Lords of Creation: The Origins of Sacred Maya Kingship

Begin Date2006-02-12
End Date2006-05-07
Last Harvested At2022-07-02
Credit LineThe exhibition was organized by the Los Angeles County Museum of Art. It was proudly sponsored by Televisa. It was also made possible in part by a generous grant from the National Endowment for the Humanities. Additional support was provided by the National Endowment for the Arts. The exhibition programs were supported by Bank of America with support provided by Texas Instruments. The opening member events were generously underwritten by the Dallas Museum of Art League. the exhibition lecture series was supported by the Boshell Family Foundation. Additional support provided by Interceramic, The Eugene McDermott Foundation, Northwestern Mutual Financial Network-the Texas Financial Group, Verizon Wireless, Advance Global Communications, Darden Restaurants Foundation, Mico and Caroline Rodriguez/M Crowd Restaurants Group, Mission Foods, Toyota, and the Donor Circle membership program through leadership gifts by Charlene C. and Tom F. Marsh, the Sewell Family of Dealerships, and Mr. and Mrs. Vance Torbert. Air transportation provided by American Airlines. The hotel partner was the Westin Center Dallas. Promotional support provided by Al Dia, CBS 11, Infinity Broadcasting: JACK-FM, KLUV, KRLD, KVIL, John Eagle Dealerships, and Univision 23.
LocationChilton Galleries
OrganizerLos Angeles County Museum of Art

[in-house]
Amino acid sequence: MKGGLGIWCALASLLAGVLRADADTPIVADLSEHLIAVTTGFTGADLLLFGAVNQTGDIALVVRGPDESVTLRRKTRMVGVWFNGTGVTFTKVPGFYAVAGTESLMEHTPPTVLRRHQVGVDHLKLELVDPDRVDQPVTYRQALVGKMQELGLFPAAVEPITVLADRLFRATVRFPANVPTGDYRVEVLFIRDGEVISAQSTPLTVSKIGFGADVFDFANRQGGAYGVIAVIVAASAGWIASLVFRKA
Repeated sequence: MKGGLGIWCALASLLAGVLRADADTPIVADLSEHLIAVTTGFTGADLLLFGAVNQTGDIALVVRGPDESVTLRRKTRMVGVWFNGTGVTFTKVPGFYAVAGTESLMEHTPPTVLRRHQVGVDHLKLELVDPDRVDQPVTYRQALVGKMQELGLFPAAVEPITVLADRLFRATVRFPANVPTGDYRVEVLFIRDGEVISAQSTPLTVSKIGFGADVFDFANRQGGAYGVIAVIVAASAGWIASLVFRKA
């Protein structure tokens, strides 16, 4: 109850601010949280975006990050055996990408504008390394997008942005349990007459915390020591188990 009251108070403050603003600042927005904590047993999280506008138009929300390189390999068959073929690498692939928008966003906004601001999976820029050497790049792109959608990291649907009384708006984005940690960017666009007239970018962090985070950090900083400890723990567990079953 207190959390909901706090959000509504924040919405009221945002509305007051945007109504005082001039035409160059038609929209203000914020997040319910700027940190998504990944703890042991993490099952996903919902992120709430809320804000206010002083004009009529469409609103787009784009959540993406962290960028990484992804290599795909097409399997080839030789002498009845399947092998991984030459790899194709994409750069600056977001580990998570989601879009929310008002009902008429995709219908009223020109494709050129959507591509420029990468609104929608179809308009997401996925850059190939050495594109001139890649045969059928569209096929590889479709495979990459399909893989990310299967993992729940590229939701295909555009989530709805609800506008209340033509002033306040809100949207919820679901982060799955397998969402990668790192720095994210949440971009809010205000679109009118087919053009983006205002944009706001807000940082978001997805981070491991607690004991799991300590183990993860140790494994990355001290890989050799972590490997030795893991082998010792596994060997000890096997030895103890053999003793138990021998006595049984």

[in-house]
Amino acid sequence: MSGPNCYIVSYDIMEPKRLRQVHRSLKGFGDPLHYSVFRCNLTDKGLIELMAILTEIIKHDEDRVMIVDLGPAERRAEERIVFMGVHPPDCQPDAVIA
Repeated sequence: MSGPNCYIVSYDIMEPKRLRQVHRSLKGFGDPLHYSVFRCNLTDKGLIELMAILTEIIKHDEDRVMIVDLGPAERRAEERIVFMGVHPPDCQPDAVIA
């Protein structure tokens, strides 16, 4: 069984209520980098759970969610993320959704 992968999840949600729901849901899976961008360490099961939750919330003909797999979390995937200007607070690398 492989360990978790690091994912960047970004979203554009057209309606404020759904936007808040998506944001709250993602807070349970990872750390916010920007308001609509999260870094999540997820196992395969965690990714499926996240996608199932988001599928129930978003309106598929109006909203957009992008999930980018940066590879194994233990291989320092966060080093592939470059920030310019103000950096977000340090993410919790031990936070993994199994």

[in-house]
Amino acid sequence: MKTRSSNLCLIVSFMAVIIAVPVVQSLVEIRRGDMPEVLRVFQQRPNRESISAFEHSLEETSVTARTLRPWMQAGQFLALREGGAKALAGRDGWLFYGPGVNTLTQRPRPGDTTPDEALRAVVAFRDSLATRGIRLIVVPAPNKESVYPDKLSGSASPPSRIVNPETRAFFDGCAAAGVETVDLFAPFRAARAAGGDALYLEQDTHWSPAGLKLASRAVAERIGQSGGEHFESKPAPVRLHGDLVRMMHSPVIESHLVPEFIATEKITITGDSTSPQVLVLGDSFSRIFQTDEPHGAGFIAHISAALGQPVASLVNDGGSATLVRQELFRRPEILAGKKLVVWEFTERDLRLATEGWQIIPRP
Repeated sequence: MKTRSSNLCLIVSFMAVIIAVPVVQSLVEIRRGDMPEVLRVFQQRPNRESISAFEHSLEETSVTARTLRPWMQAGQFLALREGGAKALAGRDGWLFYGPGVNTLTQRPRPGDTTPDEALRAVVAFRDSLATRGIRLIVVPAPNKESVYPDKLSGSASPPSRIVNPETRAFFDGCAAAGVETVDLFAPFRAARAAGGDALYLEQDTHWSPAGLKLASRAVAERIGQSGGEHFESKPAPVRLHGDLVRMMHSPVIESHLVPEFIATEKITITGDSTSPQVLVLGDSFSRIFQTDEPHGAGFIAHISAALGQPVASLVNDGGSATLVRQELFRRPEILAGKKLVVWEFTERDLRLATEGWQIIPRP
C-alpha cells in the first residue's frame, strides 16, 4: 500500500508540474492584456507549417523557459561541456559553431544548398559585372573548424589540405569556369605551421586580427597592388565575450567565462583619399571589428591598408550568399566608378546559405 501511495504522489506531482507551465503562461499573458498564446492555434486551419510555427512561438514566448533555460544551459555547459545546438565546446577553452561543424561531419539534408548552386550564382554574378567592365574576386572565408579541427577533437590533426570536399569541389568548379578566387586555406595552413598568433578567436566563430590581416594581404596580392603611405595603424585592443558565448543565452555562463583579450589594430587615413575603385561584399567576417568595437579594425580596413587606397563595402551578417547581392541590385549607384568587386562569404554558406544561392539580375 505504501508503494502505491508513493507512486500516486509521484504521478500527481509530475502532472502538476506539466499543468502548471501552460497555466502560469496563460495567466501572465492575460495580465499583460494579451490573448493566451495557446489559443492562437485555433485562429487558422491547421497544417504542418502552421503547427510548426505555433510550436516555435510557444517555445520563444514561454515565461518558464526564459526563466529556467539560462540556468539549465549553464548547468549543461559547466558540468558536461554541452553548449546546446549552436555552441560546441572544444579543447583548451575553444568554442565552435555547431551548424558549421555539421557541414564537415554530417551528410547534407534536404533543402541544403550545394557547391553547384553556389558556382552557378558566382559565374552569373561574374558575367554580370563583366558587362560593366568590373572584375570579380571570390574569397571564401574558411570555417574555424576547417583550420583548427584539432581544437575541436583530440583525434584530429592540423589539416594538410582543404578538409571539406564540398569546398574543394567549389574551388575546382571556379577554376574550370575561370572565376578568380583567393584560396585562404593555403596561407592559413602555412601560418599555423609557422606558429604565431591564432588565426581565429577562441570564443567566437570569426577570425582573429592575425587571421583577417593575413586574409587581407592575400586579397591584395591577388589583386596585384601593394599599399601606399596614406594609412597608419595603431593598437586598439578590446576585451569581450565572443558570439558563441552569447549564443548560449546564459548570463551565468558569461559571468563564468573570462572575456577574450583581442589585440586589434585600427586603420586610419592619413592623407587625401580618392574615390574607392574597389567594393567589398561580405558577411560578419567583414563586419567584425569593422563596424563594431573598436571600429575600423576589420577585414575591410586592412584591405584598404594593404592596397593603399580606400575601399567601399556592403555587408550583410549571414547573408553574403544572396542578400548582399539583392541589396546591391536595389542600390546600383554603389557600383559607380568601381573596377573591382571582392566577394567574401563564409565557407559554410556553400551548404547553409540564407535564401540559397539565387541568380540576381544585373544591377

DescriptionThe Dallas Museum of Art presents the special exhibition Lords of Creation: The Origins of Sacred Maya Kingship, featuring more than 150 objects, many on view for the first time in the United States. Through works of art made centuries ago - monumental sculpture in stone, polished jade figures and royal jewels, distinctive ceramic vessels, carved bone and shell - the exhibition opens a window on the past, to one of the world's most intriguing ancient civilizations. Lords of Creation: The Origins of Sacred Maya Kingship explores the development of divine kingship among the ancient Maya, who lived in an area that encompassed modern southern Mexico, Guatemala, Belize, and western Honduras. The Maya objects in the exhibition date mostly from the period 400 B.C. to A.D. 550. Maya city-states were ruled by individual lords, or kings, whose sacred authority was sanctioned by their ancestors and the gods. These divine kings interacted with supernatural powers through ritual performance, reenacting events of creation for the benefit of the community. The symbolic objects they wore and used reinforced their royal authority and affirmed their divine status. The exhibition traces the origins of sacred Maya kingship to the earlier Olmec culture, which flourished around 900 B.C. in its heartland along Mexico's Gulf Coast. Examples of Olmec stone sculpture express the importance of maize, or corn, as the staff of life as well as a source of wealth that brought exotic materials through trade and a primary symbol of kingship. The Maya continued this tradition of a maize-centered world view. Maya kings are shown wearing the regalia of the Maize God. Their rituals established the four directions of the cosmos, which symbolize the maize field, with the king in the guise of the Maize God as the central axis of the universe. Origins of Sacred Maya Kingship is presented in ten galleries encompassing more than 8,000 square feet of exhibition space. The works of art inspired by Maya divine kingship are organized in a series of themes: the origin of divine kings and the first Ajawob, the cosmos and the king, supernatural patrons, religious duties of the king, royal portraits, personal instruments of power, the origins of writing, royal feasting, international relations, and death and apotheosis. The exhibition is accompanied by an introductory video, which links ancient traditions to contemporary Maya culture. A reading room adjacent to the gallery devoted to writing will offer a computer station as well as books. The labels and didactic panels are bilingual, and the exhibition catalogue has been published in both Spanish and English. The Dallas showing will feature an audio tour, available in Spanish and English, that also includes stops in the Museum's permanent collection of ancient American art.